The Archives Blog

Search all blog posts

"Deeply sensible of their own reall wants..."

Written by Judith Curthoys, posted on Monday, July 1, 2019

Document of the Month July 2019

Christ Church Archives, DP ii.c.1, f.32

On 12th July 1643, the Dean and Chapter decreed that the Students would receive only one meal each day. The Civil War was making it difficult to source sufficient fuel to keep the kitchen going. They were, however, willing to hear ‘reasonable’ proposals from the Students. A long document with suggestions was soon winging its way to the Chapter House. First, the Students stated that it was not evident to them that there were any shortages. Naturally, if they were given proof, they would desist from any further complaints.

But there was more at stake than just hunger. This was all to do with pay. Before the middle of the nineteenth century, a Student’s commons (meals) were supposed to be paid from the proceeds of corn rents. This was a third portion of all the rents received from Christ Church’s estates which was ‘index-linked’ to the local price of grain, a scheme introduced during the reign of Elizabeth I to help protect the colleges of Oxford and Cambridge (as well as Eton and Winchester Colleges) survive inflation. The war was causing chaos; not only was Christ Church hosting the King, his Court, and his senior army officers, with all the attendant expense and inconvenience, but many of the college’s tenants were finding it hard to get rents to Oxford and, as the war progressed, land was devastated by battles and billeting. In addition, Christ Church was responsible for 25% of the costs of fortifying the City.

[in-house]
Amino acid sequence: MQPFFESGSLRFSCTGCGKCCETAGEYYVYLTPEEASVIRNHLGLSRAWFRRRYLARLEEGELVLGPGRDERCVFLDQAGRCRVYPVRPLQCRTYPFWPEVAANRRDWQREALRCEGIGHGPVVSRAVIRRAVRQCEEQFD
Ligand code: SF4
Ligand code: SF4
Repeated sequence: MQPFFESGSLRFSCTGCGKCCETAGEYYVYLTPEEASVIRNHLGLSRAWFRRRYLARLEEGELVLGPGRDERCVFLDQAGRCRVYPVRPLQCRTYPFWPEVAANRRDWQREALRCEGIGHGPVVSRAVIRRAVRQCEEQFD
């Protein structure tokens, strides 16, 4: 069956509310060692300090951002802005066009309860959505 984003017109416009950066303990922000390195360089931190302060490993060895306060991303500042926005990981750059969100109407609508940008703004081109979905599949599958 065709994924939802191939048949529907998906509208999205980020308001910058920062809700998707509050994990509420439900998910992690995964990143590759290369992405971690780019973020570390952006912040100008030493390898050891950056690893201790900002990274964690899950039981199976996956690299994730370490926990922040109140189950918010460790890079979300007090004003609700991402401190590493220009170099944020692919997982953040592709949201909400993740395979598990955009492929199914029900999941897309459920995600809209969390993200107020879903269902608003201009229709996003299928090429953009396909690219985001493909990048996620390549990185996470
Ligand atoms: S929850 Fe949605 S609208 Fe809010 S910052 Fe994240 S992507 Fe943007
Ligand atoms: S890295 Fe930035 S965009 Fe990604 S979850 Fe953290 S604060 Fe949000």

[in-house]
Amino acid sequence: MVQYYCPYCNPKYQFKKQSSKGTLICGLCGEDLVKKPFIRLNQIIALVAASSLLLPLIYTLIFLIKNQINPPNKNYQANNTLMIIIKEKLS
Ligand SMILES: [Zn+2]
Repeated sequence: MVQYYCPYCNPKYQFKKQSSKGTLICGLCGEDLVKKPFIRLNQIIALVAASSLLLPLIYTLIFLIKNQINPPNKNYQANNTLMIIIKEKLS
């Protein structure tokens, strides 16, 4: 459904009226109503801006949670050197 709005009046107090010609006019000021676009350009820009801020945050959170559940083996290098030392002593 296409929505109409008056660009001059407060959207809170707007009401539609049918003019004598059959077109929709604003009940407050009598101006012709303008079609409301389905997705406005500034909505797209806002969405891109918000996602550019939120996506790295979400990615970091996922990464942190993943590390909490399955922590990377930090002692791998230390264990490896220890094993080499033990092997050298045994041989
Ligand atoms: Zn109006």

There is no written evidence of the extra costs - for alterations to buildings, or even just the board and lodging expenses of so many new residents - but they were definitely being accrued. In the final pages of a ledger kept by the sub-dean which generally recorded leaves of absence and other daily administrative affairs there is a single account showing that the Treasurer was settling bills for things definitely not of an academic nature. Articles like a pound of powder, three yards of match, three girdles of bandoleers, eight staffs of whole pikes and ten of half pikes, five weeks training for our men, and the costs of Rankling the smith who was mending and making armoury.

Income was dropping rapidly, and the decree of the Chapter was designed to relieve pressure on the coffers. The Students, however, thought that the restrictions were too harsh – “an allowance in the Buttery farre below what they conceive their due …. [especially as] the greatest part of them [were] in Armes.”  It was also unfair, they said, that some men – presumably fee-paying undergraduates – seemed to be having two meals a day.

There is no record of how this complaint was worked through. However, most men left Christ Church during the War; some went home, others joined the army. In 1645, only five new undergraduates matriculated. Oxford was not a safe place to be, even if there had been plenty of food and fuel to cook it.

For more on Christ Church during the Civil War, see The Cardinal’s College: Christ Church, Chapter and Verse (2012)